GUANGZHOU • An emotional P.V. Sindhu finally shed her bridesmaid's tag at badminton's season-ending World Tour Finals yesterday while China's Shi Yuqi exacted stunning revenge over world No. 1 Kento Momota in the men's decider.
Indian shuttler Sindhu has suffered a series of near-misses in recent years, finishing second at the 2016 Rio Olympics, and again at the Asian Games and Commonwealth Games this year.
The world No. 6, renowned for her never-say-die attitude, has also twice lost in the final of the World Championships and was runner-up in last year's season finale.
But she put all that heartbreak behind her in the Chinese city of Guangzhou, beating the fifth-ranked Nozomi Okuhara of Japan 21-19, 21-17 in the women's final in just over an hour.
Sindhu, who was always in control of the match, sealed the championship with a forehand smash, before collapsing to the court floor on her hands and knees, physically and emotionally exhausted.
"I'm really proud, the year has ended on a beautiful note," said the 23-year-old Sindhu.
"People have been asking me the same question, I think the question won't come again - asking why I always lose in finals.
"It was good that people were asking me about losing so many finals because I had to ask myself why I was losing.
"Finally I got the answer."
With qualification for the 2020 Tokyo Olympics on the horizon next year, Sindhu said she would sit down with her coach and plan out the year ahead.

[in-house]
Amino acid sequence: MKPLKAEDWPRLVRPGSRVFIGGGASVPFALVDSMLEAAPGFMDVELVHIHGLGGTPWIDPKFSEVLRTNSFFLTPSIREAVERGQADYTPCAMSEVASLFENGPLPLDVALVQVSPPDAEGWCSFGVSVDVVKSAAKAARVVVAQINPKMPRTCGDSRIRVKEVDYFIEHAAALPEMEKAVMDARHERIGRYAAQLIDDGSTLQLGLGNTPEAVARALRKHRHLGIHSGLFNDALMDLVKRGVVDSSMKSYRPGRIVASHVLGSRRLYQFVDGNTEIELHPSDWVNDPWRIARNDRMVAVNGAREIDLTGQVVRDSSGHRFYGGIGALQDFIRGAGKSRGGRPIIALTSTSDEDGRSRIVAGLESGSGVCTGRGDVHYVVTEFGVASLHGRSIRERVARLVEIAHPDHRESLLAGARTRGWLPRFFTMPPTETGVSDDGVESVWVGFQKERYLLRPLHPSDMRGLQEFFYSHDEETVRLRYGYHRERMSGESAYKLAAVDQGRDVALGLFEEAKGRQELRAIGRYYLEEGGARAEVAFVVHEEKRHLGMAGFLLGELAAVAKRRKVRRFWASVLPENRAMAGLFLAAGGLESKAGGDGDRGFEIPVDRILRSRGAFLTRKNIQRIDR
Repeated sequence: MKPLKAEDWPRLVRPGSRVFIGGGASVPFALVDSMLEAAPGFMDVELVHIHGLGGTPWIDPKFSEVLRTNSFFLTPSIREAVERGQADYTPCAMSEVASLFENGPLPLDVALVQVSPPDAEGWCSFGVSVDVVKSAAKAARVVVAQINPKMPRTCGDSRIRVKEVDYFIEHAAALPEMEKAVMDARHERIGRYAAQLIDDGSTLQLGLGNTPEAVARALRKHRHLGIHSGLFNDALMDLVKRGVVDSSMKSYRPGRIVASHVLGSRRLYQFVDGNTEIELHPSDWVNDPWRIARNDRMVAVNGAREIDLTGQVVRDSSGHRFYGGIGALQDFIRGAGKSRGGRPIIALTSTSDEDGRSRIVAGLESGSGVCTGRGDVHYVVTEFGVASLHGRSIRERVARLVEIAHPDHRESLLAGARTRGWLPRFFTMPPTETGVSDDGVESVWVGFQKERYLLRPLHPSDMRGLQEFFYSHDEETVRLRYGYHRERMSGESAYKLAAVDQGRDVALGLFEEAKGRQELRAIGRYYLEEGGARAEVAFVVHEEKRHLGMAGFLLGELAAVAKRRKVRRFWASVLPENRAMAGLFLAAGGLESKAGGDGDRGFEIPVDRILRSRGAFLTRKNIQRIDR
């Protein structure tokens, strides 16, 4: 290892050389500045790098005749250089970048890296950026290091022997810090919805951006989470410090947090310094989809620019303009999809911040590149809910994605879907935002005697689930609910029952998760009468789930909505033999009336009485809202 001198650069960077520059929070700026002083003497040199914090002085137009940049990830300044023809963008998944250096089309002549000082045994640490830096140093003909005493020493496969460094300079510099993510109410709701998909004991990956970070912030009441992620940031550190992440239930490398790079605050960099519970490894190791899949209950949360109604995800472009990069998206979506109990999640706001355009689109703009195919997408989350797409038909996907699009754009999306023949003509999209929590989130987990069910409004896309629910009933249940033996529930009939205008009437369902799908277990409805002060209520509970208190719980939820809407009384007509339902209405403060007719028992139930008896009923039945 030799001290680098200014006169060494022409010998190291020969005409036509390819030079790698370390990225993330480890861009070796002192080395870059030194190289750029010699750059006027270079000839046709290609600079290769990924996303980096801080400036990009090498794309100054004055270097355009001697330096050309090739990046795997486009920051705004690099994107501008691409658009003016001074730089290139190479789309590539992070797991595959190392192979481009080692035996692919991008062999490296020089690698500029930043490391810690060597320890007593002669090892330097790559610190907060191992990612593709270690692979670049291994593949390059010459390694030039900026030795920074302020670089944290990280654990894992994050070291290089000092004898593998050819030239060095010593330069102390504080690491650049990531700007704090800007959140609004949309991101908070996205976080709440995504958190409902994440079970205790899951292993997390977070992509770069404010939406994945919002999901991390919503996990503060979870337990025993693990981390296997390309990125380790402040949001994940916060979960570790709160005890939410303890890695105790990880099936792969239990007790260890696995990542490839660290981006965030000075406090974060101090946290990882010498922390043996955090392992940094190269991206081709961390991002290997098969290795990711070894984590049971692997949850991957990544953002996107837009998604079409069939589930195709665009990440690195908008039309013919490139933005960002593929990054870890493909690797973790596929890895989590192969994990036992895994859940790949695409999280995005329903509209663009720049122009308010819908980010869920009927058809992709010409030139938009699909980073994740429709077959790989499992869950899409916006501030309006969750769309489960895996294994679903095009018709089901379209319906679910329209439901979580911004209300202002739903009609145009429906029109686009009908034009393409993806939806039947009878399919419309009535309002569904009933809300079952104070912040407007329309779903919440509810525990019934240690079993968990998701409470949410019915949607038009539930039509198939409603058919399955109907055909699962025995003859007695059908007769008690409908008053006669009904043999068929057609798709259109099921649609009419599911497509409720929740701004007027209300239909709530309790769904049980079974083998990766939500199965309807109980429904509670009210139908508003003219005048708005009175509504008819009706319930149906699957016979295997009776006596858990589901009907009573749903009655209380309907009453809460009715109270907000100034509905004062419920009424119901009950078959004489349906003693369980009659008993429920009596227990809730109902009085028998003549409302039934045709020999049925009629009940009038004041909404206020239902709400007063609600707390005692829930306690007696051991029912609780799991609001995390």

"Next year, I think it will be the Olympic qualification year so we have to be fit and strategise and know what tournaments to play, we need to discuss and think about it."
The men's final, a mouthwatering showdown between the two top-ranked players in the world, was a repeat of the world championship decider in August.
On that occasion in Nanjing, the 22-year-old Shi - the new star of Chinese men's badminton - was well beaten by Momota.
But, roared on by the crowd in Guangzhou, Shi got revenge in emphatic fashion, beating the tournament favourite 21-12, 21-11 in 49 minutes in a surprisingly one-sided encounter for the biggest win of his young career.
It was Shi's first win over the 24-year-old Momota in three meetings and his third title of the season after triumphs at the All England Open and the India Open.
"I'm thrilled as I'd never beaten Momota and to do it on this stage is very special," said Shi.